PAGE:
Is social media depression a real thing?
This weeks reading helped me come up with the theme to my next three blog posts that all stem from the power of social media. My goal for this posting would be to shine some light on the darker side of social media. The audience for my postings would be anyone who uses social media, students in this class and the teachers.
The first topic I would like to define and discuss is a term called “social media depression.” According to howstuffworks.com, social media depression can be defined as “depressive thoughts associated with using social media.”
I first started using social media as a time filler until it grew into a daily habit and from there to an almost obsession that I didn’t even realize I had. Before I knew there was an actual term for this I started to notice that the more time I spent using social that I felt an almost sad or anxious feeling after, yet I still couldn’t stop using social media and the vicious cycle continued. I subconsciously started comparing my life to the picture perfect lives that I saw on social media because I assumed that people were posting these images of their ‘real’ lives. Now I’m not sure how many real or genuine posts come from social media. Mendelson says “Social media is not a game played from the sidelines. Those who participate will succeed—everyone else will either have to catch up or miss the game.” I came to find out that a lot of those accounts were coming from people who were so busy trying to prove their happiness to their followers that they weren’t actually happy themselves. There is this pressure to post the ‘perfect’ image for followers that most of us don’t even know.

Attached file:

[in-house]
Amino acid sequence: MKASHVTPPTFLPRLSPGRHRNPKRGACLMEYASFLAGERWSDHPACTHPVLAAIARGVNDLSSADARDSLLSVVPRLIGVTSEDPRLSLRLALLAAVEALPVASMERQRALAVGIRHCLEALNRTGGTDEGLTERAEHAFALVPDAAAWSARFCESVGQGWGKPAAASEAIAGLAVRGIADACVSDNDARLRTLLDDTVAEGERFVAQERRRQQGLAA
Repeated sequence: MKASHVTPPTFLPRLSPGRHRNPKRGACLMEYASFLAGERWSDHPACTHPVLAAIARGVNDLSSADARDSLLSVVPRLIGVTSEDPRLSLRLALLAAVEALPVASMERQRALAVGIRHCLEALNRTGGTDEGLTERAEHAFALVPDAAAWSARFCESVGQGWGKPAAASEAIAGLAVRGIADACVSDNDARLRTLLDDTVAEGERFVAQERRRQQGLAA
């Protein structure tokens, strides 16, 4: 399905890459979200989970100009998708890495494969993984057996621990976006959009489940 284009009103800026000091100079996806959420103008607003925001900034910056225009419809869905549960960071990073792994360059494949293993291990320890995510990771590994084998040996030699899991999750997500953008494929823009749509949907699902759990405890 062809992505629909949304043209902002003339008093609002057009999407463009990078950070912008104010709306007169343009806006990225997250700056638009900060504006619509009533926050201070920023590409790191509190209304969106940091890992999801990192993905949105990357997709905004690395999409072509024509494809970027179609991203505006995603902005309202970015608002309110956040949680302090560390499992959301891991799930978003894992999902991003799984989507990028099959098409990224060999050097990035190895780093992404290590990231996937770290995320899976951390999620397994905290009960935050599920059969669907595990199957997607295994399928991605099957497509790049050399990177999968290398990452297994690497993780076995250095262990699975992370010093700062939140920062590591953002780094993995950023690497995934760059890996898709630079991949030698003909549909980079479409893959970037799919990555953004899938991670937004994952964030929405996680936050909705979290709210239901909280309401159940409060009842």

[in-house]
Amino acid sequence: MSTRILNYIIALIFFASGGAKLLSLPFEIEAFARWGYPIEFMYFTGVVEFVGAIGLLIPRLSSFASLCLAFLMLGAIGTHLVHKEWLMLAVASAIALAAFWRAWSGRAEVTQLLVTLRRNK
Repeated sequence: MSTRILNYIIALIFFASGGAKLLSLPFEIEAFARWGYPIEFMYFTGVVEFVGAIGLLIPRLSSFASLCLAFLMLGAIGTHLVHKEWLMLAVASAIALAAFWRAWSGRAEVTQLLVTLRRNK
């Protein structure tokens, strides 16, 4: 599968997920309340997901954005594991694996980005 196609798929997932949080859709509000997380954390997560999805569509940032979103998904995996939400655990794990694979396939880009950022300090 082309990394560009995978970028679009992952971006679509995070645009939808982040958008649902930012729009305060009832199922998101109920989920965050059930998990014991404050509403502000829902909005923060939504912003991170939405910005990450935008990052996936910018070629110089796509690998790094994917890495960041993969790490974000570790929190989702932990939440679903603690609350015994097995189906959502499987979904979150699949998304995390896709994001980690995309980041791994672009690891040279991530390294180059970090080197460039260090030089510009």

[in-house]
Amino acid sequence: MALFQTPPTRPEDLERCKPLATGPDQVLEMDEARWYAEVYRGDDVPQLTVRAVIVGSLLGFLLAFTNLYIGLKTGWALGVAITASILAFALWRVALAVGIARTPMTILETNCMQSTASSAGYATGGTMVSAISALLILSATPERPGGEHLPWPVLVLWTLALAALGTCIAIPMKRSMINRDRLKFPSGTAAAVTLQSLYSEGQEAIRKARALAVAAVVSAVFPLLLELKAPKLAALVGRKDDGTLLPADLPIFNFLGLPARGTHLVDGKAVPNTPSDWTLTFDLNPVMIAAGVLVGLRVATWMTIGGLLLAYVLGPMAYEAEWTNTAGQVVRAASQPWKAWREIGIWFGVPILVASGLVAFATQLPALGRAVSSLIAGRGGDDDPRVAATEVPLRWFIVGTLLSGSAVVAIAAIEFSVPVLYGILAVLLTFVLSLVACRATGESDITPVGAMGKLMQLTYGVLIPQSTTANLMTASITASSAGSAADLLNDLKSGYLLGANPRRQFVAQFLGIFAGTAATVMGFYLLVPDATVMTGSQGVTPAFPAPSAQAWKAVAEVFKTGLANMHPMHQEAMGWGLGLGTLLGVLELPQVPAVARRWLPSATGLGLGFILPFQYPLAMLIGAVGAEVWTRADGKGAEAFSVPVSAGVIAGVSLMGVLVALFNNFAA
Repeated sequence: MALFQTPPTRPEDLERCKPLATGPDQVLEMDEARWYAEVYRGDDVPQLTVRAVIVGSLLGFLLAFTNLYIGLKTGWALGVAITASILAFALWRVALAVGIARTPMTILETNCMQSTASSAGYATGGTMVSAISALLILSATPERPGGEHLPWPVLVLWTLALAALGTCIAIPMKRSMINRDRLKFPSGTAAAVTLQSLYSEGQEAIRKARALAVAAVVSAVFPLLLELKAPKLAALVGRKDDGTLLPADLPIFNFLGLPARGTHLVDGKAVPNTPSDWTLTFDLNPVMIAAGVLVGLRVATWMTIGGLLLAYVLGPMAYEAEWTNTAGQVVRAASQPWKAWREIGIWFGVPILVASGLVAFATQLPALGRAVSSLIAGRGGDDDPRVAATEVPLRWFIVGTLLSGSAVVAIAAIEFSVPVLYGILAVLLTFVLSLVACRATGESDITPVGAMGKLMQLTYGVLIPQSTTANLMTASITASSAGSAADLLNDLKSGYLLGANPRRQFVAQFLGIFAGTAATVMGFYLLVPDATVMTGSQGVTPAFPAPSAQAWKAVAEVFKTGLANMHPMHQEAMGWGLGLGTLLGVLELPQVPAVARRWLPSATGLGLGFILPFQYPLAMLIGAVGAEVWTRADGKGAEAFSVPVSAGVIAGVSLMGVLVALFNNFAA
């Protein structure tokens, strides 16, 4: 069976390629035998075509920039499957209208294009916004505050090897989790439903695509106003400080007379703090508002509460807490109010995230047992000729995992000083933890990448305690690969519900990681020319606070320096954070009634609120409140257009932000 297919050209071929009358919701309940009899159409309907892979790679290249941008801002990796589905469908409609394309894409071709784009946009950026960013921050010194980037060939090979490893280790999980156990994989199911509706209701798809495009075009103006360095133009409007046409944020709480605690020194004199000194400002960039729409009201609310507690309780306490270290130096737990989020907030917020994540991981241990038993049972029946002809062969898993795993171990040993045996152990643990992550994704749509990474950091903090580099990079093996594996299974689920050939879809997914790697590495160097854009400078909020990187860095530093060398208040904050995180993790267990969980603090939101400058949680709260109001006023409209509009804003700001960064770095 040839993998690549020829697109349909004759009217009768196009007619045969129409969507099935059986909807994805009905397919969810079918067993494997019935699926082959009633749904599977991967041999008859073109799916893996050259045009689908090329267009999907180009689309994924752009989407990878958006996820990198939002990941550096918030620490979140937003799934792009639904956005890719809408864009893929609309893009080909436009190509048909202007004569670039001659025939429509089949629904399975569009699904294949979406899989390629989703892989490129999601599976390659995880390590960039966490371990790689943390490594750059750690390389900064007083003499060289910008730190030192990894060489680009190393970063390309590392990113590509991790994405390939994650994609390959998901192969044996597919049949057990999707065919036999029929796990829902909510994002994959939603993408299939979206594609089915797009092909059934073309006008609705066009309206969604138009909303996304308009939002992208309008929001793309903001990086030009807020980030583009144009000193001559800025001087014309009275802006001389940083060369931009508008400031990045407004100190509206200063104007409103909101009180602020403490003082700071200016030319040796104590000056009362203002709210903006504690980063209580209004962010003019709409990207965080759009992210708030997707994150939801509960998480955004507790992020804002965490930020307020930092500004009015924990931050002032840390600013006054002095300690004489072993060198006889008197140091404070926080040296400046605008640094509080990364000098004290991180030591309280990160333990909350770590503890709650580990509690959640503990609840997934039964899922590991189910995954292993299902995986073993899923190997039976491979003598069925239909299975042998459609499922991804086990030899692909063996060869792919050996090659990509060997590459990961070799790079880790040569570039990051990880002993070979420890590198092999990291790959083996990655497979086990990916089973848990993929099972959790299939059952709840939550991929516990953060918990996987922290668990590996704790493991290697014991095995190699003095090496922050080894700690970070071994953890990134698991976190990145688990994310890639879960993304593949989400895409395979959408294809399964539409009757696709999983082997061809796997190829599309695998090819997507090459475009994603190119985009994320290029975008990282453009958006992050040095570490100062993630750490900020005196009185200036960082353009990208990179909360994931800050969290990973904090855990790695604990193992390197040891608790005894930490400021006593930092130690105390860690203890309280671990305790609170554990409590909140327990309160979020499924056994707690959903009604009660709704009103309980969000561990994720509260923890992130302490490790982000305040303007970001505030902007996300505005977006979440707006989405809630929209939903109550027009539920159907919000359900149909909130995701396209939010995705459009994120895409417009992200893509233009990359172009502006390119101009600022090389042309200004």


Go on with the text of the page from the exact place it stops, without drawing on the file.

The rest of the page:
The good news is that if you have ever felt “social media depression” you are not alone. What I have come to find out in talking to my peers is that many of them also felt this way. If we are all feeling the same way then why can’t we come together and stop? I think a solution for this could be to take a step back from social media. Limit the amount of time spent looking at other people’s lives and being more present in our own. Don’t get me wrong, it’s okay to post picture of you being happy on social media but I do think there is a strong difference behind the motives of social media postings. Remember that your social media accounts should be for you.